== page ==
By Jason Steele


5 Min. To Read

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For Issue # 5 of the Credit Card Reviews Industry Roundup, Credit Card Expert Jason Steele asks the following question:

What are the big trends that you see in the credit card industry in 2018?

Here are the responses from this week's industry experts which include Beverly Harzog, Gerri Detweiler, Angelina Aucello, Geoff Whitmore, Bill Hardekopf, and Jason Steele:

Beverly Harzog - Credit Card Expert, Bestselling Author, & Consumer Advocate

Over the past year, getting credit has been easier than it has been in previous years. This trend toward easy-to-get credit should continue throughout 2018 because the economy looks good, so far, and that leads to a higher level of consumer confidence. Unfortunately, I also expect interest rates to continue to rise. And since credit card balances are already the highest they’ve been since pre-recession times, this could mean trouble for Americans who routinely carry balances from month to month.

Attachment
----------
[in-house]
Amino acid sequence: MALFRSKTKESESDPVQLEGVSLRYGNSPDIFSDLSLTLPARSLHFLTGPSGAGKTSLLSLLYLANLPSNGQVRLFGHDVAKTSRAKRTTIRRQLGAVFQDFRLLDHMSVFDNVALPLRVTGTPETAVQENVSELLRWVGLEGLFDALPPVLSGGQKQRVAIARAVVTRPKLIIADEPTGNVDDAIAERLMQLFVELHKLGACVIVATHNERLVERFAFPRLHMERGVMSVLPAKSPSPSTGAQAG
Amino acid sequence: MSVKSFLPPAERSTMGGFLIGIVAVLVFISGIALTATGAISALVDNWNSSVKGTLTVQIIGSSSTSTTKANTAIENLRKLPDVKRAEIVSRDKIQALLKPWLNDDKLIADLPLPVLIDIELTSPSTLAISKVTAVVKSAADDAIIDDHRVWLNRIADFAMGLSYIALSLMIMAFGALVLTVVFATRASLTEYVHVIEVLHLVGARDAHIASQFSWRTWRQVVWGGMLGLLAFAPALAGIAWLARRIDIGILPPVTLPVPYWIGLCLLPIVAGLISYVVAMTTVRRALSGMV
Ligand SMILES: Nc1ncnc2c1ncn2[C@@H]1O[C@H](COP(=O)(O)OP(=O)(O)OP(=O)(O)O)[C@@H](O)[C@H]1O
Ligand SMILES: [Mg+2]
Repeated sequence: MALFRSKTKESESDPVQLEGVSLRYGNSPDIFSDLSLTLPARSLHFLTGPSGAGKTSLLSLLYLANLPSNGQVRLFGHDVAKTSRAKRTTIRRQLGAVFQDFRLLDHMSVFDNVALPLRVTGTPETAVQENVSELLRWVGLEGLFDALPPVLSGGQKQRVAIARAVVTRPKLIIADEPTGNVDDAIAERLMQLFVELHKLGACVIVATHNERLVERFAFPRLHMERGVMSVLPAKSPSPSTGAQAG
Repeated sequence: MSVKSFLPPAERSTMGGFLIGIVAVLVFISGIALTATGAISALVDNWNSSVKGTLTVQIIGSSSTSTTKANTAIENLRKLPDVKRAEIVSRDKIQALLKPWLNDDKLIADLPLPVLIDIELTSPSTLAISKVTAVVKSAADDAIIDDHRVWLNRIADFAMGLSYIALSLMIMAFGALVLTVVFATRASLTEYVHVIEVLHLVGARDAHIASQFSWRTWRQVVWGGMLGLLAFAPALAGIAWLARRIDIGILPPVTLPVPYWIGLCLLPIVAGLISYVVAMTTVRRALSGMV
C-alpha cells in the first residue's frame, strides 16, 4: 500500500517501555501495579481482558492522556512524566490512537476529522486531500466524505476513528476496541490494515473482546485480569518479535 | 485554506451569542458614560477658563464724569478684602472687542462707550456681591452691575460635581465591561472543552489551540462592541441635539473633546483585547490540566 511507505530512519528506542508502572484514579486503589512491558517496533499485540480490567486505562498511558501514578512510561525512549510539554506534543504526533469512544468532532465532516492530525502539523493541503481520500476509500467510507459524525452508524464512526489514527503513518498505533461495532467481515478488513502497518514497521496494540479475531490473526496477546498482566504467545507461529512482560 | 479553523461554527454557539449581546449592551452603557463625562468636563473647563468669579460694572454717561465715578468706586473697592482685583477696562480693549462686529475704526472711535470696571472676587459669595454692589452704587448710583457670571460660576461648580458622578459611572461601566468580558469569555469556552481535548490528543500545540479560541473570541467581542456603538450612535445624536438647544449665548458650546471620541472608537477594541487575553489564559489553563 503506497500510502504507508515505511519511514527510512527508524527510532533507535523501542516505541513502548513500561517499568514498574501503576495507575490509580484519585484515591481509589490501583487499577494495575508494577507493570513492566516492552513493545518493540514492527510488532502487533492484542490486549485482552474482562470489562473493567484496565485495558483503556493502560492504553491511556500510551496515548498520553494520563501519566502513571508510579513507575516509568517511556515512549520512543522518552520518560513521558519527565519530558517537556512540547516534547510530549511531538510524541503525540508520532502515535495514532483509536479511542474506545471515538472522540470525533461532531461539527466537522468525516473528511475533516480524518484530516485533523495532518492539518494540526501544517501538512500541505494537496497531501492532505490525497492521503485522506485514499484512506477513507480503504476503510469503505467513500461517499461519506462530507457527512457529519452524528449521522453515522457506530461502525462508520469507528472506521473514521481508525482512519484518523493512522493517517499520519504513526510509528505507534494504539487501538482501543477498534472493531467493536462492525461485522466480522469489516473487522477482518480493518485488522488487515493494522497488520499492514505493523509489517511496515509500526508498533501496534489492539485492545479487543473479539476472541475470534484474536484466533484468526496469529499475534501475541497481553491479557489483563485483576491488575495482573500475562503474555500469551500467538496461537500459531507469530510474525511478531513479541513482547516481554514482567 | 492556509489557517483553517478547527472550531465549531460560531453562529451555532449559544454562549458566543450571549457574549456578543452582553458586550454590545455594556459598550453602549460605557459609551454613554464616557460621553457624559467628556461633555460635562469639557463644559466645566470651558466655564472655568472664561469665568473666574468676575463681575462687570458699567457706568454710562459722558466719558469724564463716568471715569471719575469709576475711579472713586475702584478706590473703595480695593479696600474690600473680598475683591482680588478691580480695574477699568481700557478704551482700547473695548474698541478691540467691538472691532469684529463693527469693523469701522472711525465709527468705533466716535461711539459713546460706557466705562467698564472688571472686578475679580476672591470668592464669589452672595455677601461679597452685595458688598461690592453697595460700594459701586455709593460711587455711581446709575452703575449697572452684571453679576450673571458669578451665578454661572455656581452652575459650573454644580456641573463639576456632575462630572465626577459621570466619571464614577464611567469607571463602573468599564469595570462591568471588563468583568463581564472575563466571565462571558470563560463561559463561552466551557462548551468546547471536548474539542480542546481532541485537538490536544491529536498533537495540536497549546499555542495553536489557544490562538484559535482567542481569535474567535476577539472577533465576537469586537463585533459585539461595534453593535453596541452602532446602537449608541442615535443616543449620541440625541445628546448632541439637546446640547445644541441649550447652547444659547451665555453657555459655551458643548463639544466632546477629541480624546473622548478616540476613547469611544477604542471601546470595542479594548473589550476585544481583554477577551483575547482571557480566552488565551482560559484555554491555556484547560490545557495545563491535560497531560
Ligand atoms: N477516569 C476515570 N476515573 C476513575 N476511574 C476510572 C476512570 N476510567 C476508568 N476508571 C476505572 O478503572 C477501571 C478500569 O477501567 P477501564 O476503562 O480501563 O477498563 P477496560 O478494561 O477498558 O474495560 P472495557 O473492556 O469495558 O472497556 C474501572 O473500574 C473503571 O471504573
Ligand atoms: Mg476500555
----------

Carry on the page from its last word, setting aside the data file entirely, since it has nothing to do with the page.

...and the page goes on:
But the folks who use their cards responsibly, which means those who pay their bills in full and by the due date, can look forward to some interesting card choices. Look for credit cards, such as the Uber Visa Card, that are designed to tap into lifestyle choices. The major issuers will also start offering new rewards along these lines. For instance, the American Express Platinum Card offers an “Uber VIP” distinction, but the annual fee is $550. It’s important for consumers to look past the carrot and focus on the all the benefits of a rewards card.